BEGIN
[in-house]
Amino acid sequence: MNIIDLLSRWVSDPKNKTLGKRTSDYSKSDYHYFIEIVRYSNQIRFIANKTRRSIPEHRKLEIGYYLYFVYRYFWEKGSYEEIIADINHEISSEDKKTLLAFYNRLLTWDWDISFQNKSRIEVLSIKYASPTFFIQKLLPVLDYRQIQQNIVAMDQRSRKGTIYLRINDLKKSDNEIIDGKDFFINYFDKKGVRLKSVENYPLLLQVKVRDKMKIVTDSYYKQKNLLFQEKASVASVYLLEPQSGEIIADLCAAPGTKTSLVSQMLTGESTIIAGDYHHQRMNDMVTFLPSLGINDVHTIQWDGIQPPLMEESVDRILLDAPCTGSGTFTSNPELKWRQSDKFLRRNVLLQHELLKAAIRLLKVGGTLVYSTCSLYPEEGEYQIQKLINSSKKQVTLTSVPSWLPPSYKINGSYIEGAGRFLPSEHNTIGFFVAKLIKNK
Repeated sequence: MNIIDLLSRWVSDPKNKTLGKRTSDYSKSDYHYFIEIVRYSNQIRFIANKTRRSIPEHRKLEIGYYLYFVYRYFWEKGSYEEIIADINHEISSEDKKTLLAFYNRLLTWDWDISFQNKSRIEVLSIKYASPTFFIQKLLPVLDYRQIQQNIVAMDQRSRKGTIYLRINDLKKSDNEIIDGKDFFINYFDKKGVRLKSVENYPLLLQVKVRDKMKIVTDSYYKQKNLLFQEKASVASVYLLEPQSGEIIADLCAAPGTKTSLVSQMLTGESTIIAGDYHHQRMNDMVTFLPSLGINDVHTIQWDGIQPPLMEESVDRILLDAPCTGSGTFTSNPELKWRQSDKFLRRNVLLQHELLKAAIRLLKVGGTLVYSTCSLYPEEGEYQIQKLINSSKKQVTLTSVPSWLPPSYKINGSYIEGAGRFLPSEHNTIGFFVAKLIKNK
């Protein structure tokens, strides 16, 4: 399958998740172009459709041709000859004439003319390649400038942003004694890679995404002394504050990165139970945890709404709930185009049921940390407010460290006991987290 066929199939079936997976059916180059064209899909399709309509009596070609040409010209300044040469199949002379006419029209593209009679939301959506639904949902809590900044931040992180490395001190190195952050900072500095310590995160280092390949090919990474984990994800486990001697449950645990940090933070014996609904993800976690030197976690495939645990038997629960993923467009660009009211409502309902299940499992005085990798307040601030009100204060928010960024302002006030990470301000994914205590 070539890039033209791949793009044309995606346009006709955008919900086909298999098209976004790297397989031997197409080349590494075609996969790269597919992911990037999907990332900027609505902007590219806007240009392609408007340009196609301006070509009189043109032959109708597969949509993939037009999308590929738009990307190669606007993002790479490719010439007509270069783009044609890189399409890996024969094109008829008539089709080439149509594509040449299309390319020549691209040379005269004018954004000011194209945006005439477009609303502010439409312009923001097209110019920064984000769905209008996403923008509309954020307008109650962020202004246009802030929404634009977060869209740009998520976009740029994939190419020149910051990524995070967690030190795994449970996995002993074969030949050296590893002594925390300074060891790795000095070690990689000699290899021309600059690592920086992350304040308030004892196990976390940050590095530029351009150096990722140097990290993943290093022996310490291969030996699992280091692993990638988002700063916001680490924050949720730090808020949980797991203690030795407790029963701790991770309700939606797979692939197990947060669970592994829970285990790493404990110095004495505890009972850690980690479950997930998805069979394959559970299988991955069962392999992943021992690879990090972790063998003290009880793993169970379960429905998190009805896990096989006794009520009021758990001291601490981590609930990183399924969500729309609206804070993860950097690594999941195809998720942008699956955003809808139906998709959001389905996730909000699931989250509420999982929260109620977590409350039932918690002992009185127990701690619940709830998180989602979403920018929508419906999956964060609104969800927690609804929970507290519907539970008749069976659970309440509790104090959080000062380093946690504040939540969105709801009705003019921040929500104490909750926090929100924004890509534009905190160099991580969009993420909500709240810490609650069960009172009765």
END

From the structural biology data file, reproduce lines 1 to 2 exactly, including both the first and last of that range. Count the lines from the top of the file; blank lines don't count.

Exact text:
[in-house]
Amino acid sequence: MNIIDLLSRWVSDPKNKTLGKRTSDYSKSDYHYFIEIVRYSNQIRFIANKTRRSIPEHRKLEIGYYLYFVYRYFWEKGSYEEIIADINHEISSEDKKTLLAFYNRLLTWDWDISFQNKSRIEVLSIKYASPTFFIQKLLPVLDYRQIQQNIVAMDQRSRKGTIYLRINDLKKSDNEIIDGKDFFINYFDKKGVRLKSVENYPLLLQVKVRDKMKIVTDSYYKQKNLLFQEKASVASVYLLEPQSGEIIADLCAAPGTKTSLVSQMLTGESTIIAGDYHHQRMNDMVTFLPSLGINDVHTIQWDGIQPPLMEESVDRILLDAPCTGSGTFTSNPELKWRQSDKFLRRNVLLQHELLKAAIRLLKVGGTLVYSTCSLYPEEGEYQIQKLINSSKKQVTLTSVPSWLPPSYKINGSYIEGAGRFLPSEHNTIGFFVAKLIKNK